St Mary’s Church in Cowlam is a beautiful little church located in a farmyard to the north of the current hamlet of Cowlem. The current church was rebuilt in 1852 on the site of the old church. The original village of Cowlam now only exists as a number of earthworks, it was decimated by the Black death, by 1690 only the parson and two shepherds were left.

My interest in this little church was sparked last year when I was looking through John Piper’s photographs on the Tate website and saw this.

The Norman font is located just beside the main door, I walked into the church and was immediately transfixed by it, it is stunning. Pevsner describes the carving as ‘crude’, Rita Wood is a little kinder and calls it ‘naive but dogged and consistent. I don’t know about such things, to me it is a thing of great beauty.

The carvings themselves depict the Adoration of the Magi, Adam and Eve with the tree and serpent, an angel, two wrestlers, a Bishop and King Herod and a man holding a dagger. When I got home I realised that I’d not taken a photograph of Herod. The other scenes are all shown below

This lovely church is currently under threat of closure and the fate of this wonderful font is unknown. If the church is closed the already failing fabric of the church will undoubtably leave it a ruin. There is currently a campaign running to try and save the church. Churches like this are not only places of worship, they are important custodians of our culture and history, some even contain nationally important artefacts, such as this beautiful font. Perhaps you could visit their Facebook page and help support their campaign.

Sources

The Buildings of England Yorkshire: York and the East Riding – Nikolaus Pevsner and David Neave. 1997

Romanesque Yorkshire. Yorkshire Archaeological Society. Occasional Paper No. 9 – Rita Wood. 2012

On the Grit

Moors

Are a stage

for the performance of heaven.

The audience is incidental.

A chess-world of top-heavy Kings and Queens

Circling in stilted majesty

tremble the bog-cotton

Under the sweep of their robes.

Ted Hughes

Pretty much at the top of my post-lockdown visit list was a trip to visit Jenny Twigg and her Daughter Tibb and the Sypeland Crags in Upper Nidderdale. Following a minor navigational blunder, nothing new for me, I met up with Mr. Chappell and Mr. Vasey and we set off across Fountains Earth Moor.

Travel almost anywhere in the Pennines and their foothills, you’ll see crags and cliffs defining the upper slopes of the Pennine Dales and hilltops. These outcrops are generally composed of either sandstones or limestone. Millstone Grit is a generic term for a number of Pennine sandstones. Both the sandstones and the limestone were deposited over 300 million years ago during the Carboniferous Period.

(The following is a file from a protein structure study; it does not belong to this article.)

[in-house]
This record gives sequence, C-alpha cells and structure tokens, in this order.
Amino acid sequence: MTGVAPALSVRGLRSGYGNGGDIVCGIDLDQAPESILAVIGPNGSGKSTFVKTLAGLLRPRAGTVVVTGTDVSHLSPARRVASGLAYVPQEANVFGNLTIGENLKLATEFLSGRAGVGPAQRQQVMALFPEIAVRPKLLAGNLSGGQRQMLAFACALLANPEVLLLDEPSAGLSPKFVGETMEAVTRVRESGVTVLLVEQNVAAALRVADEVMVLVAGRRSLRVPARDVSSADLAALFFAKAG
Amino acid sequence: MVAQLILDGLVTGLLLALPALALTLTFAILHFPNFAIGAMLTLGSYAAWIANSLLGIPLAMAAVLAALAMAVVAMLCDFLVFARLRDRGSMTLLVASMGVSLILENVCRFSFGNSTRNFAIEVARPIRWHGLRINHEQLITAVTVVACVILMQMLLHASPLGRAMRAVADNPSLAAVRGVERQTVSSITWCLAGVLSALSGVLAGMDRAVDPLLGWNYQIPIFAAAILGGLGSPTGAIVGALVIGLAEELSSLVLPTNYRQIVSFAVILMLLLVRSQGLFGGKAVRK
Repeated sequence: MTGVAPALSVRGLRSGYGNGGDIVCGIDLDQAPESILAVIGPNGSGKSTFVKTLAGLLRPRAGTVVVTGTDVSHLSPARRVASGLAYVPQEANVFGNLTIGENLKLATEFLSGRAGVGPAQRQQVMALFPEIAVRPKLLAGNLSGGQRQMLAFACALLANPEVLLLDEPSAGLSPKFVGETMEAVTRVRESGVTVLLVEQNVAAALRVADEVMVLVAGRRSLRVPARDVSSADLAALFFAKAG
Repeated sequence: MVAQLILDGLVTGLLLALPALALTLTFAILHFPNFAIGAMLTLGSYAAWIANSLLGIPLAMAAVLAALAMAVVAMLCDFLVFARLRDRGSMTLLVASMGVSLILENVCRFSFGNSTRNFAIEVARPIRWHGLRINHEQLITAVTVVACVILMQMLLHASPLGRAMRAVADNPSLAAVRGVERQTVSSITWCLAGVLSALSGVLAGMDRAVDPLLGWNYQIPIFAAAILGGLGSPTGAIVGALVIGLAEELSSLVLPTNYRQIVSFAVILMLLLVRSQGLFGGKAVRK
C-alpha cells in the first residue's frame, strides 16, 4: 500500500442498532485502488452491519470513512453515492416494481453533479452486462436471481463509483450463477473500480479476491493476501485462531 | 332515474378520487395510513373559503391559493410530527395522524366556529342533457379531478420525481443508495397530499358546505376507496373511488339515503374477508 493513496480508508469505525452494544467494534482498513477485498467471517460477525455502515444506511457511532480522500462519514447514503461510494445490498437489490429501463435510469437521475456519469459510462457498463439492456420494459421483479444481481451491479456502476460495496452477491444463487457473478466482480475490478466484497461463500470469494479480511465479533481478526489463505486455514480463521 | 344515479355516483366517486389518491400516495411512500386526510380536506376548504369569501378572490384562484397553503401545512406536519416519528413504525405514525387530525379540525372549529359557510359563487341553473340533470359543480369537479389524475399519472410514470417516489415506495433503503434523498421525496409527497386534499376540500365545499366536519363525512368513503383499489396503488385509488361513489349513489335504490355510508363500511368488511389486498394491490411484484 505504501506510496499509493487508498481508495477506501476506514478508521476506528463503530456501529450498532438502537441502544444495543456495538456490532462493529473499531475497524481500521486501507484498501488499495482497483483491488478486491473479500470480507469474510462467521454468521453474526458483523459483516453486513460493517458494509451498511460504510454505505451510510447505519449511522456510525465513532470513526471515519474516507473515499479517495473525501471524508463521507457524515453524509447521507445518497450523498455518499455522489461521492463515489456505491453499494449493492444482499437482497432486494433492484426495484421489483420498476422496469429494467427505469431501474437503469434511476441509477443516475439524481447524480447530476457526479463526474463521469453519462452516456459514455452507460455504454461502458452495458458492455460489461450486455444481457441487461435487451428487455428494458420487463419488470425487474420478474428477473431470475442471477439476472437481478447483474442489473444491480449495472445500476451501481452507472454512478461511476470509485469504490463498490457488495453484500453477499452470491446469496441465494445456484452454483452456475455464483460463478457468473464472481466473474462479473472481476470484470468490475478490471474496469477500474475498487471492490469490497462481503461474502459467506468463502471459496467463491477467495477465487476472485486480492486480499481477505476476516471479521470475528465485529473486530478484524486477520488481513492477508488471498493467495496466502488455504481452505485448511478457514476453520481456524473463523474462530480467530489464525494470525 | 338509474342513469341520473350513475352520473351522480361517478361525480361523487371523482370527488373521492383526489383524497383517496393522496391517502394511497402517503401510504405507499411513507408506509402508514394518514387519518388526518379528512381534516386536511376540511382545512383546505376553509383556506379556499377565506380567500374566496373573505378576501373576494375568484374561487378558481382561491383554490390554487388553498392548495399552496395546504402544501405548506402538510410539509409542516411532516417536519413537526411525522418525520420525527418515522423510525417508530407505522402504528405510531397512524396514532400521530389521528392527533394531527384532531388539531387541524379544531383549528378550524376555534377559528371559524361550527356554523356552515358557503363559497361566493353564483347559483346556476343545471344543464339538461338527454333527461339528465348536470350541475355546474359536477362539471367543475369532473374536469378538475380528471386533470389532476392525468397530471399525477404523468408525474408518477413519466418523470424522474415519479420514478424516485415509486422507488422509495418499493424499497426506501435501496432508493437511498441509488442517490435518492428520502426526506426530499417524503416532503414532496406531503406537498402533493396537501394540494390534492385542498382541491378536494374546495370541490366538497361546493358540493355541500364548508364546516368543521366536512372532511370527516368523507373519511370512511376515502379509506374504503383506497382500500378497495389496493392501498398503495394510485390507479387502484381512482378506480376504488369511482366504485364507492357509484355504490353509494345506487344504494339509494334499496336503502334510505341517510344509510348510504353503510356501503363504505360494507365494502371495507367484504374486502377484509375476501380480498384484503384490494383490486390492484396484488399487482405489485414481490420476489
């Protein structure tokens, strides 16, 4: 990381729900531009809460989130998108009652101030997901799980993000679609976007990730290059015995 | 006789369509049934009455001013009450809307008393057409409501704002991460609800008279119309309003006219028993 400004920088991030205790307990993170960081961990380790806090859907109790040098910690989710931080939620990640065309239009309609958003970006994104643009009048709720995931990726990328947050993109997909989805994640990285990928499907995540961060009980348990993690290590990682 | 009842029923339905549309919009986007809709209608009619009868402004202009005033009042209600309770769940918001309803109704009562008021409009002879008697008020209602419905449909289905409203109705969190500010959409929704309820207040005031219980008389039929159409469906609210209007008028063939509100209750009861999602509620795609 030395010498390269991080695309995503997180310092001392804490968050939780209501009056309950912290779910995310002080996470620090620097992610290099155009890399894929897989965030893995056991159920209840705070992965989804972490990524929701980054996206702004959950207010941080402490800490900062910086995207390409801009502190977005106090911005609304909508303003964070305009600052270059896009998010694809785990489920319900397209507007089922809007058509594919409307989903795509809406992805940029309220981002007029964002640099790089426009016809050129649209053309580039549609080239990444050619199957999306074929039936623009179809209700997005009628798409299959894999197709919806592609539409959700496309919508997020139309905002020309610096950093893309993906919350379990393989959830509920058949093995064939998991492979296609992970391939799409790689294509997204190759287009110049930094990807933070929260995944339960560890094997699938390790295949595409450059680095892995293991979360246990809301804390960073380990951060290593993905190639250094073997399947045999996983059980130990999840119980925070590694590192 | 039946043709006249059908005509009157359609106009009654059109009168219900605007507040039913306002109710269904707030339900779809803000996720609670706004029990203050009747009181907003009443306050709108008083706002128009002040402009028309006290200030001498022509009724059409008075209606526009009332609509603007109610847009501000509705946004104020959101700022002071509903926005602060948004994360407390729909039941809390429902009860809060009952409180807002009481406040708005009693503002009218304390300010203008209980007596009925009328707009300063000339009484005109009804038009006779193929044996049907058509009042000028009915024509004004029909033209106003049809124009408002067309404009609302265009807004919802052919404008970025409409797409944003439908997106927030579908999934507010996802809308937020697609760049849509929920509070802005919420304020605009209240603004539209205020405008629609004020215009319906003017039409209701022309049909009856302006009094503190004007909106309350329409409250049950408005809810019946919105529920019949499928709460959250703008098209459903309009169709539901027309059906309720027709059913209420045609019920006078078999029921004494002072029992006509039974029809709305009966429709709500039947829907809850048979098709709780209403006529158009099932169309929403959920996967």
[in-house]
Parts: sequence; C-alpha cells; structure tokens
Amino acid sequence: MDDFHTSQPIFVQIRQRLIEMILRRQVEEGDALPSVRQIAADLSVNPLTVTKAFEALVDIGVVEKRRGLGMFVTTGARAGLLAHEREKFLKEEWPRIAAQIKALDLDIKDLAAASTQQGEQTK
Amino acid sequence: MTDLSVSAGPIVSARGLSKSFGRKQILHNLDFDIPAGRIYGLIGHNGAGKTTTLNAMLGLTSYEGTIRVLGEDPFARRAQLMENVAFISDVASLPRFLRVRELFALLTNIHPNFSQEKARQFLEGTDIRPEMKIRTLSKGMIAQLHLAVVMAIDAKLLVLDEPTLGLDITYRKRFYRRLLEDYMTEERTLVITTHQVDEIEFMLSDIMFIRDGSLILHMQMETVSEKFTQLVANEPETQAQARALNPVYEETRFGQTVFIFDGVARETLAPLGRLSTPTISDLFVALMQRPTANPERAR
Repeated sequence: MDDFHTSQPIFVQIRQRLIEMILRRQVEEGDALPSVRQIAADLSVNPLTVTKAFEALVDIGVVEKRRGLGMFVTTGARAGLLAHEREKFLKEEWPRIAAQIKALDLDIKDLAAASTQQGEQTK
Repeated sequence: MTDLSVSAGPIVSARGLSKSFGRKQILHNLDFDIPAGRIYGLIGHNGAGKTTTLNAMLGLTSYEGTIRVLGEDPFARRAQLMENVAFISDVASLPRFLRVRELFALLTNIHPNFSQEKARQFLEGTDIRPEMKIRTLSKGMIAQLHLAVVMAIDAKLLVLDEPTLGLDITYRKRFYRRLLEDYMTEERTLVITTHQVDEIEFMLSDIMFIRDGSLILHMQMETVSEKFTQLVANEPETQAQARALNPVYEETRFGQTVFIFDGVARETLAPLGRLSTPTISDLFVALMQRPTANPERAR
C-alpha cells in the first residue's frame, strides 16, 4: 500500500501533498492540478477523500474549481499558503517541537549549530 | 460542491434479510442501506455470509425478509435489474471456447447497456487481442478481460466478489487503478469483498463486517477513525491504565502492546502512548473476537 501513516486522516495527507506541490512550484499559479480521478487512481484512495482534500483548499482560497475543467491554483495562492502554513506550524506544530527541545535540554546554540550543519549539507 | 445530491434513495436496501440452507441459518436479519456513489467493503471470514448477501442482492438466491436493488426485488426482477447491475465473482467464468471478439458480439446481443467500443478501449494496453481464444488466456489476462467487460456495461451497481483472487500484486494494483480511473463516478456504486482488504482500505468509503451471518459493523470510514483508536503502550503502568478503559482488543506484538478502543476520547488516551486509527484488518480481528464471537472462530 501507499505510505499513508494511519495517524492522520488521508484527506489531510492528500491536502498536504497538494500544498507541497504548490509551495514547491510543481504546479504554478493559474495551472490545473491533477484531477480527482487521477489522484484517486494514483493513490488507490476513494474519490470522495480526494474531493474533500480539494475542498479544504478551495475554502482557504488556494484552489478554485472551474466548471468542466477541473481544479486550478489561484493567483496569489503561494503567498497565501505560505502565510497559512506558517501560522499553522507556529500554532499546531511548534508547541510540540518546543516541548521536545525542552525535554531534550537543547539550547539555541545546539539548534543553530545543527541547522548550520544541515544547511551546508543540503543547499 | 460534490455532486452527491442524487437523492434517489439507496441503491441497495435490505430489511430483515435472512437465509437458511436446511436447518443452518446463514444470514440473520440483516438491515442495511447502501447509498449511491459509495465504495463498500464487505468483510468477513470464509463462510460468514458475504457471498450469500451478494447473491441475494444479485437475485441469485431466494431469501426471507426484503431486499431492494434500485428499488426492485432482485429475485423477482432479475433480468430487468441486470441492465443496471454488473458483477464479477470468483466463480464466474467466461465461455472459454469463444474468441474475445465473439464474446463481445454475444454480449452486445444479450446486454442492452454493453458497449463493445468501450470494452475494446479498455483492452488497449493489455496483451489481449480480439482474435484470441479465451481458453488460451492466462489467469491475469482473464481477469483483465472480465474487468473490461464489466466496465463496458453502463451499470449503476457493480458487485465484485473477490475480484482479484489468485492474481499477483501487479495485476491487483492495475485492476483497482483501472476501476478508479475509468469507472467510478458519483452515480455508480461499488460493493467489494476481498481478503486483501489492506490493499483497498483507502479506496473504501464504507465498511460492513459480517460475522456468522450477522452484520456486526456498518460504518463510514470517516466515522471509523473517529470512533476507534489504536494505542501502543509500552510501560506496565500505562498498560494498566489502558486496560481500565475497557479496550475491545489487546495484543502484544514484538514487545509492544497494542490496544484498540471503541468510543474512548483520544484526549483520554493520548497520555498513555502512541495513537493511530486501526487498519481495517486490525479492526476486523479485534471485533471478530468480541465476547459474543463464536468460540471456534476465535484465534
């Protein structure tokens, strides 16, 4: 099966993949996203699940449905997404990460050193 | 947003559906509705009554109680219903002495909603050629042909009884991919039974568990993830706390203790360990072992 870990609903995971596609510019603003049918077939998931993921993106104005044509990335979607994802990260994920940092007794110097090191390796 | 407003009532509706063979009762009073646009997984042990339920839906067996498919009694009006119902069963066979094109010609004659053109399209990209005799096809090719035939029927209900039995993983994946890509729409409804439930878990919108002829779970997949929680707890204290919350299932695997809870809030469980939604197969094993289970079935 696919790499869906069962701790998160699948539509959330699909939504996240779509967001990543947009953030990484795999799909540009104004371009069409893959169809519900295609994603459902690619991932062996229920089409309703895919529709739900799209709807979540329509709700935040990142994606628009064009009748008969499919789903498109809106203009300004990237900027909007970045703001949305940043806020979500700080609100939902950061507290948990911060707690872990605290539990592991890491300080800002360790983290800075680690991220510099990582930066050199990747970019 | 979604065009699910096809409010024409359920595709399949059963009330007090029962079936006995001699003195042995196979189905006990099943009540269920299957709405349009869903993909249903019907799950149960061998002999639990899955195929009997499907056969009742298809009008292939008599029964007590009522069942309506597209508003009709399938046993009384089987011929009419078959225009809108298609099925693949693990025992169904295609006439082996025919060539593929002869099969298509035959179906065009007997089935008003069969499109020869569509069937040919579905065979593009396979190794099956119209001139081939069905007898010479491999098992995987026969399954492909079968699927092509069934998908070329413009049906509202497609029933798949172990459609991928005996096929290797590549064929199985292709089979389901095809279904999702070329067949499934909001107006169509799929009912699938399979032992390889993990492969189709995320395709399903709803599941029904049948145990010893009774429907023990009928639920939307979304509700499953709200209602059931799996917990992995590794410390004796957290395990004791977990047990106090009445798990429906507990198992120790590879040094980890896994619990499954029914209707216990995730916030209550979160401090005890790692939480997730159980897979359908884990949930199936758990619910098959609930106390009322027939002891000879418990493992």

At first, with some spread of warm shallow seas, limestone formed, the Carboniferous or Mountain Limestone that was to be built into some of the most solid and respectable piles in England, buttresses of its pride and self confidence. The work of silting up these Carboniferous seas was completed by deposits brought from the northern continent of Atlantis, then hot, mountainous and swept by monsoons. A large river with tributaries drawn from territories stretching from the north of Scotland to Norway poured out its coarse sediments across north-eastern England. So were Norwegian pebbles brought to Yorkshire and held in the Millstone Grits that were laid down as the deltas of this northern river.

Jacquetta Hawkes.

The Pennine limestones are massive and dense and form great scars where they outcrop along the scarp edges of the hills. Limestone can be weathered chemically, the weakly acidic rains and rivers of the uplands gradually dissolves the limestone to form the deep gorges and caves and the iconic limestone pavements of the Karst landscapes of the Pennine Uplands.

When Millstone Grits outcrop on the scarp edges they tend to form crags and cliffs. These sandstones are resistant to chemical weathering so are eroded by wind and ice. the weather is able to erode the weaker beds within the sandstones and sculpt the rocks into strange shapes. There are many of these sculpted outcrops along the Pennine edges and tops, almost all were formed during the last Ice Age, the most well known being Brimham Rocks which is now owned by the National Trust and has been a popular tourist attraction for many generations.